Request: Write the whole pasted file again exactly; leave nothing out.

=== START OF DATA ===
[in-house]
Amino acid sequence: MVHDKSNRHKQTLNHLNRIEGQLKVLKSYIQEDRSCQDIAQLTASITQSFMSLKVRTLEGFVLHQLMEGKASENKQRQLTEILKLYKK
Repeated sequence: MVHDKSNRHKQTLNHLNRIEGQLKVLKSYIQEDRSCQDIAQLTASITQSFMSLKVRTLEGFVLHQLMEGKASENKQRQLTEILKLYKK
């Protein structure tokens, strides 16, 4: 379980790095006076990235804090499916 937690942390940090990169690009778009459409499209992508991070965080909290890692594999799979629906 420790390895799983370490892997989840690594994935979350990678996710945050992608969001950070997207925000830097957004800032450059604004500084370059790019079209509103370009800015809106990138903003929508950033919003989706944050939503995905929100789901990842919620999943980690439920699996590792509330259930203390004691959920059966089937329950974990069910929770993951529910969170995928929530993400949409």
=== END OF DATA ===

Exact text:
[in-house]
Amino acid sequence: MVHDKSNRHKQTLNHLNRIEGQLKVLKSYIQEDRSCQDIAQLTASITQSFMSLKVRTLEGFVLHQLMEGKASENKQRQLTEILKLYKK
Repeated sequence: MVHDKSNRHKQTLNHLNRIEGQLKVLKSYIQEDRSCQDIAQLTASITQSFMSLKVRTLEGFVLHQLMEGKASENKQRQLTEILKLYKK
């Protein structure tokens, strides 16, 4: 379980790095006076990235804090499916 937690942390940090990169690009778009459409499209992508991070965080909290890692594999799979629906 420790390895799983370490892997989840690594994935979350990678996710945050992608969001950070997207925000830097957004800032450059604004500084370059790019079209509103370009800015809106990138903003929508950033919003989706944050939503995905929100789901990842919620999943980690439920699996590792509330259930203390004691959920059966089937329950974990069910929770993951529910969170995928929530993400949409």